The Do’s And Don’ts Of Mud Season
It’s that time of year again: mud season. The Green Mountain Club (GMC) has requested that hikers stay off Vermont’s muddy trails to preserve sensitive ecosystems.
With the usual dramatic fluctuations in Vermont’s spring temperatures, water from snowmelt and rain collects on and around trails. The effect is particularly pronounced on trails with higher elevation, where the snow is in the process of melting. Hiking on saturated soil will not only muddy your hiking gear; it can widen trails, cause irreversible damage to vegetation and stop the flow of natural drainage.
The mountains’ wet, snowy, and icy conditions will persist through April and into May.
For the trails’ safety, and the safety of the hikers, the Green Mountain Club suggests avoiding trails at high elevations, and being ready to turn around if the trail turns to mud. For the die-hard hikers, stick to trails with durable surfaces at low elevations. Here are a few mud-season hikes, as suggested by the GMC.
- Stowe Recreation Path, Stowe: This 5.5-mile paved path winds along the west branch of the Waterbury River through the beautiful town of Stowe. It is a great option for biking or walking while enjoying views of Vermont’s highest mountain, Mt. Mansfield.
- Prospect Rock via Long Trail, Johnson: This south facing portion of the Long Trail climbs steeply over one-mile to a lookout of the Lamoille River Valley and the Sterling Range.
- West River Trail: Once complete, this multiuse trail will span 36-miles connecting Londonderry to Brattleboro by following the old West River Railroad bed. As stated in the name, most of the completed sections follow the West River. A nice 3-mile loop can be made when combined with the Overlook Trail in Jamaica State Park.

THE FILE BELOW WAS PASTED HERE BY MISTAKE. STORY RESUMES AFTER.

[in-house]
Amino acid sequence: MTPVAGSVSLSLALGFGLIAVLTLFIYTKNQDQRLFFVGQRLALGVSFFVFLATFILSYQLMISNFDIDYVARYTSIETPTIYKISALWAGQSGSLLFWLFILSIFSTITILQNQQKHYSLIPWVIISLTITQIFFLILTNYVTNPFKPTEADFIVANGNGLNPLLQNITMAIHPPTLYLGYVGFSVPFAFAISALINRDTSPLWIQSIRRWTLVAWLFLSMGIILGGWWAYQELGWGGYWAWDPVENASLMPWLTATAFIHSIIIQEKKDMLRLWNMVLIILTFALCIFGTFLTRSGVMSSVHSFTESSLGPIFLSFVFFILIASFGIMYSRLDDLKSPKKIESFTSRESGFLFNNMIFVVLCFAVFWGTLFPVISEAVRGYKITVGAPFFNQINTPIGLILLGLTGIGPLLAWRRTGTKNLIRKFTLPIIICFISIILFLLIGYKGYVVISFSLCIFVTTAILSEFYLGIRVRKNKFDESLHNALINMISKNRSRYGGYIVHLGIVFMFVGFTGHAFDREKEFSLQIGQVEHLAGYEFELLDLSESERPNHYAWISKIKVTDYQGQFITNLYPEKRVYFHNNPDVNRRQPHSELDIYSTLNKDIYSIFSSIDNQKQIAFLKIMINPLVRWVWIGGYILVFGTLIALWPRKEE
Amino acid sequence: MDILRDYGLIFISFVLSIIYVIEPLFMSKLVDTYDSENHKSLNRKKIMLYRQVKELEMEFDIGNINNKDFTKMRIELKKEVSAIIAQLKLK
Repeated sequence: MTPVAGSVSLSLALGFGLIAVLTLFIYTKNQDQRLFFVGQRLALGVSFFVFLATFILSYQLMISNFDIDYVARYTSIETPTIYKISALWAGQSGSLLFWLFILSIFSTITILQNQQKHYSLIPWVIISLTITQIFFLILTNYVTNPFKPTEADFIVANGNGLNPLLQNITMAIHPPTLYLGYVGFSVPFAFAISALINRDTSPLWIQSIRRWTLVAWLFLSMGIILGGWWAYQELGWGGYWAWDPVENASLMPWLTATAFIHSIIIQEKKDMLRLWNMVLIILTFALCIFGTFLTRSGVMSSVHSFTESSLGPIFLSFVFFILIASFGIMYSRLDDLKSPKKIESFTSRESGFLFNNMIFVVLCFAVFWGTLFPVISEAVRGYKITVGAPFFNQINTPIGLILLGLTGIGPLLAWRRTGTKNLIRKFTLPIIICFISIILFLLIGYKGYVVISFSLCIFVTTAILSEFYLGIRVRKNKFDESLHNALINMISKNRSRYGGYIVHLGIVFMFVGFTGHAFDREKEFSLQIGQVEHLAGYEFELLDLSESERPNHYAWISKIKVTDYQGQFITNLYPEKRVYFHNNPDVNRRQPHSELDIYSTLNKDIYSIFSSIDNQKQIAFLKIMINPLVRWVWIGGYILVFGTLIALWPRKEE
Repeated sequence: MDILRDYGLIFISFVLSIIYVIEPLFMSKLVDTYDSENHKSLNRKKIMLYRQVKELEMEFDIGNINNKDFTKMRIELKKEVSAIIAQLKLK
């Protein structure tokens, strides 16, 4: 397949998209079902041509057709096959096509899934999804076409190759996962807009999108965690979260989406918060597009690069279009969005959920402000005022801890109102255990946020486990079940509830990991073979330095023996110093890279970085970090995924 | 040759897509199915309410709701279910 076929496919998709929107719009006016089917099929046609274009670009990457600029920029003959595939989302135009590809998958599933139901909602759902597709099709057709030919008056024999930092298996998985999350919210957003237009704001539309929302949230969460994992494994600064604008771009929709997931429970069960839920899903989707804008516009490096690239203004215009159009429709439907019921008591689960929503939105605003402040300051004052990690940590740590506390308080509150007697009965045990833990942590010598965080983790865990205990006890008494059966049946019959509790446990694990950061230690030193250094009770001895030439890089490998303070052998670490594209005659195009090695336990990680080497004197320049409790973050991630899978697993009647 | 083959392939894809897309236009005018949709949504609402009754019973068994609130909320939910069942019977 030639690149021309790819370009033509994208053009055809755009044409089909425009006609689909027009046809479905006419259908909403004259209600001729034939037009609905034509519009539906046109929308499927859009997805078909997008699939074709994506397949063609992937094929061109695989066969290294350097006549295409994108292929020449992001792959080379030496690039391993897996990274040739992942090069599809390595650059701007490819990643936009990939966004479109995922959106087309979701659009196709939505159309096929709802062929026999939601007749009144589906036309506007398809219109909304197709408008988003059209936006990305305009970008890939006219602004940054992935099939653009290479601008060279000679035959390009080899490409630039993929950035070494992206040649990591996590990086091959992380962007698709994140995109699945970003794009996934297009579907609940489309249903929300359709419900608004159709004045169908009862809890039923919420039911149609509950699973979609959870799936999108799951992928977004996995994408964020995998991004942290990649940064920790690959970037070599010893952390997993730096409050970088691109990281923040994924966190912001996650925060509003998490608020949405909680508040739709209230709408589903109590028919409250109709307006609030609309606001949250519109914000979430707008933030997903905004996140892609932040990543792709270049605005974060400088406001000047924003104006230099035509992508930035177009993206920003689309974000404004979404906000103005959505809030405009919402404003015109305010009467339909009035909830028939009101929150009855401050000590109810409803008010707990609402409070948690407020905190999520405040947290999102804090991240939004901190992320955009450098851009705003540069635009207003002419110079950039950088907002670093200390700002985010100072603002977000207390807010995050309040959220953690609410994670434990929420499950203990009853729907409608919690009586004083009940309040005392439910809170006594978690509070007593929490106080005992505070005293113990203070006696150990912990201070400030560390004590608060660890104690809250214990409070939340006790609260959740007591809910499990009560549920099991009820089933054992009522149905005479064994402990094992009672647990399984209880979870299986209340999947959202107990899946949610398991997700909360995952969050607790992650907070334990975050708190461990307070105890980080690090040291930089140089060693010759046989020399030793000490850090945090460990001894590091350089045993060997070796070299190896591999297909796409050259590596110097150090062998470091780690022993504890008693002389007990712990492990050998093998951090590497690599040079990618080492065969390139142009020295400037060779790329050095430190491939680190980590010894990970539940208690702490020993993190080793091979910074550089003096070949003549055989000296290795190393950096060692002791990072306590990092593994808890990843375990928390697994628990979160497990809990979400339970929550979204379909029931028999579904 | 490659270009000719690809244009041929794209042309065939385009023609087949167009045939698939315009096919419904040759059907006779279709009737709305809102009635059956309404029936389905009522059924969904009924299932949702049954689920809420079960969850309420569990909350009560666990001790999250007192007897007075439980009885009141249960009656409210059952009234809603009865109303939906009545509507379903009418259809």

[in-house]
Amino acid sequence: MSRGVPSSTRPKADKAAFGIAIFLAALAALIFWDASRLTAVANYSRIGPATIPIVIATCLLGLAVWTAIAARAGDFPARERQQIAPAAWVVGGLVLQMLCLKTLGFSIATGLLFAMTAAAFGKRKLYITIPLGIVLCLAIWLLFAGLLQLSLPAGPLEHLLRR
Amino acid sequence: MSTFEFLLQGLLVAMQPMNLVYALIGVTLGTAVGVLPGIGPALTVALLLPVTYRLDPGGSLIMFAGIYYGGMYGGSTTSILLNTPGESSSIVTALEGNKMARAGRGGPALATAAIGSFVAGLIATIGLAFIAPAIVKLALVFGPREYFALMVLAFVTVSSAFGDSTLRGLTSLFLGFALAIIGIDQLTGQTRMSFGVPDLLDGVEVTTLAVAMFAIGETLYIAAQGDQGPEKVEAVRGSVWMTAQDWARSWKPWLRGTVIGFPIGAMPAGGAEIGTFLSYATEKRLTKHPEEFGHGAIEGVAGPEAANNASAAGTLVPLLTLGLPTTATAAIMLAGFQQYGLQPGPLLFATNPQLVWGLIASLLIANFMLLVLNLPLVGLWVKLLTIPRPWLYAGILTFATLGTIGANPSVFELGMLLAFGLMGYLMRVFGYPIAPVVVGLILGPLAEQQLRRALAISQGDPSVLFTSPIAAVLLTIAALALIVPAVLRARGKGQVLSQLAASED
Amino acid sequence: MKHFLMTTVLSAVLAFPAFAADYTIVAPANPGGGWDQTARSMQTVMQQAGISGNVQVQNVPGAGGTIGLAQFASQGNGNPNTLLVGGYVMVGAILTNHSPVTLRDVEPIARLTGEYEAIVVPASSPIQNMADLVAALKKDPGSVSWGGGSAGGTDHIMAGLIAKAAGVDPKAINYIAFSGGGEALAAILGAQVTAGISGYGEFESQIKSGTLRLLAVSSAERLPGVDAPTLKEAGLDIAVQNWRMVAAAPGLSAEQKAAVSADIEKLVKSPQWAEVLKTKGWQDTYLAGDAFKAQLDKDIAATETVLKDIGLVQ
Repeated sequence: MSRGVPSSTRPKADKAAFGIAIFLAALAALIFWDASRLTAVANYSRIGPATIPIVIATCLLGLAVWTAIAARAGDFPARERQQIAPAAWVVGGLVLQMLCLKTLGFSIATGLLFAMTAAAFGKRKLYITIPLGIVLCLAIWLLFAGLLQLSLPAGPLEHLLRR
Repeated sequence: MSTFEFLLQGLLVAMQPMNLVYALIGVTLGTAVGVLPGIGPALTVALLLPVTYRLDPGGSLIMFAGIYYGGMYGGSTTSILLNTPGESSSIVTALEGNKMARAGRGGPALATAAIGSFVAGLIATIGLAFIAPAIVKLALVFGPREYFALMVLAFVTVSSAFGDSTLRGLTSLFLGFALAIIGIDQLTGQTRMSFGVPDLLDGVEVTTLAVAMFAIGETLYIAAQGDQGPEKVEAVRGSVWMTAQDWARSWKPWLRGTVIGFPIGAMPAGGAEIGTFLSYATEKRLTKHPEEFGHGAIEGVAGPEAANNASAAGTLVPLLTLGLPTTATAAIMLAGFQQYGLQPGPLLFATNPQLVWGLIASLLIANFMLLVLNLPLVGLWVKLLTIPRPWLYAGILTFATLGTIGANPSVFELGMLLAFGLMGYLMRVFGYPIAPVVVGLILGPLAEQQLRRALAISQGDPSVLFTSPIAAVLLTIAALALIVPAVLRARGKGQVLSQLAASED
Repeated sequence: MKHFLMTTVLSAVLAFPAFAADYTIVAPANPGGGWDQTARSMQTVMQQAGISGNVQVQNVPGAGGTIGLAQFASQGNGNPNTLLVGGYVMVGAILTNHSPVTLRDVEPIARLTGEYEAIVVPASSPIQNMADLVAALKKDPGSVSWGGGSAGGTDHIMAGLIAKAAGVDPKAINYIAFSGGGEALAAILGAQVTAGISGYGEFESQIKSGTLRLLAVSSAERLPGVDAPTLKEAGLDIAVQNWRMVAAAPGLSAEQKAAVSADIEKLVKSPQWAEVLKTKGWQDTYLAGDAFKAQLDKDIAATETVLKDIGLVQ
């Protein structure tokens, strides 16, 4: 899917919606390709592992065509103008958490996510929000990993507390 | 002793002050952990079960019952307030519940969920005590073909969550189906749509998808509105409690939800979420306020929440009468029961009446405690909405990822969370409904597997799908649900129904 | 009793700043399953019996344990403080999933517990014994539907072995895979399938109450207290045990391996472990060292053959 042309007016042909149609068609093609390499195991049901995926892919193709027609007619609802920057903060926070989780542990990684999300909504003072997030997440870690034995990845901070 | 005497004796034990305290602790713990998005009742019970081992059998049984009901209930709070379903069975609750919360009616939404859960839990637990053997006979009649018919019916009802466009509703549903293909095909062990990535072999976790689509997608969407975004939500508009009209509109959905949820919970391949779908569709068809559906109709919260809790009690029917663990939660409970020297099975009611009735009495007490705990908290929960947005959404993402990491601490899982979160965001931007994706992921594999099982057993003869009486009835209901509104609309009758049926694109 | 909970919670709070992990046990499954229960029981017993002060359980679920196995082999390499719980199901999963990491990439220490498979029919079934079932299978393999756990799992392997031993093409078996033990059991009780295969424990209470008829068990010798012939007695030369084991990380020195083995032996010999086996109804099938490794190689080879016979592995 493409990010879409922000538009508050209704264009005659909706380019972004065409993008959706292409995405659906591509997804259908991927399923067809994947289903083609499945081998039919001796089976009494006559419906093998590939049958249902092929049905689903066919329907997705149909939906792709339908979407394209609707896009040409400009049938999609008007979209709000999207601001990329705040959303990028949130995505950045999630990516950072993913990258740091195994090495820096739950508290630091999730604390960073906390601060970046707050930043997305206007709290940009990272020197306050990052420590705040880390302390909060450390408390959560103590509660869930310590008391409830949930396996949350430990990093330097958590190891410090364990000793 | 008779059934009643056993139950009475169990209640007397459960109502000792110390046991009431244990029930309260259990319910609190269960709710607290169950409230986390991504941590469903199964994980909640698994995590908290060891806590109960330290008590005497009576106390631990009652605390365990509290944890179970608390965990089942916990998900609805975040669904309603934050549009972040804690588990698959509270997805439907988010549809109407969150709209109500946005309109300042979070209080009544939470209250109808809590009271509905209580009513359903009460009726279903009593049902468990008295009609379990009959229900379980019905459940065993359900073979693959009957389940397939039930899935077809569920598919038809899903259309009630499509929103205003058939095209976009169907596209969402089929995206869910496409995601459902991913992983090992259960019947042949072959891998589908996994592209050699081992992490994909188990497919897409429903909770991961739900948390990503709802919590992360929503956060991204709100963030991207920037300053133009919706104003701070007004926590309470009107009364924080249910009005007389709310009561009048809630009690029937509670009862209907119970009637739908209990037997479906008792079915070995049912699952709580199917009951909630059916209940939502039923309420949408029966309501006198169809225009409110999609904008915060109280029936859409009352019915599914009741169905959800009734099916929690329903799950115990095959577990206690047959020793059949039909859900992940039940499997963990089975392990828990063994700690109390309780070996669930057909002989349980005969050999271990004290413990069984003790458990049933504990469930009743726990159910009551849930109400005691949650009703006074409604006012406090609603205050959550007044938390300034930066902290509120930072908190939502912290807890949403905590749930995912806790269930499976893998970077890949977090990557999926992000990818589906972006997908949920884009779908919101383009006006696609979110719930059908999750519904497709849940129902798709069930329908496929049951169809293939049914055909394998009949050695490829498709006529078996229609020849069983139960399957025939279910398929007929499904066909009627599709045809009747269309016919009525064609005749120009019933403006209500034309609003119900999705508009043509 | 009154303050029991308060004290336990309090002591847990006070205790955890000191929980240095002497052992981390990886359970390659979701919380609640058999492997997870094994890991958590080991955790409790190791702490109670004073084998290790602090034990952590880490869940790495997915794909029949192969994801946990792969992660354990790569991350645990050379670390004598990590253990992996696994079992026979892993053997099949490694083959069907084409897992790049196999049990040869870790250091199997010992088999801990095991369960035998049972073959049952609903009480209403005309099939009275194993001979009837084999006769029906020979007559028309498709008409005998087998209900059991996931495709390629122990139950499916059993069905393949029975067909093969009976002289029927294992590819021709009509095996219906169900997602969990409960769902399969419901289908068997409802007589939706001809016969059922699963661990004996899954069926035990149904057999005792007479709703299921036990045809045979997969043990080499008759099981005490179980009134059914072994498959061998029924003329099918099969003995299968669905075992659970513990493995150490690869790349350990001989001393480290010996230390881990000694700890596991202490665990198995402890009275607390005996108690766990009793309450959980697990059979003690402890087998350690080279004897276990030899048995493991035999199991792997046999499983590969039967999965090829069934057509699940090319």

- Cross VT Trail: As Vermont’s first west to east multiuse trail, it spans 85-miles from Lake Champlain in Burlington to the Connecticut River in Wells River. A 9.2-mile section through Groton State Forest is a perfect mud season destination as it follows a class IV road and passes multiple glacial ponds and lakes as well as a view of Big Deer Mountain’s granite cliffs.
- Mount Philo, Charlotte: Mount Philo State Park is the oldest park in the state system. The short hike to the summit provides spectacular views of Lake Champlain and the Adirondacks. Great for all abilities.
- Delaware and Hudson Rail Trail: This 19.8 multiuse trail travels through Bennington and Rutland counties. Walkers can experience a variety of scenery as it passes by dairy farms; through meadows, forests, and wetland; and traverses 17 bridges and overpasses.
- Trail Around Middlebury, Middlebury: Managed by the Middlebury Area Land Trust, this footpath travels 18-miles around the town. As a top trail running destination, it connects hundreds of acres of town land, conserved properties, and historic landmarks.
For information on mud season hiking, contact the Green Mountain Club at (802) 244-7037 or firstname.lastname@example.org.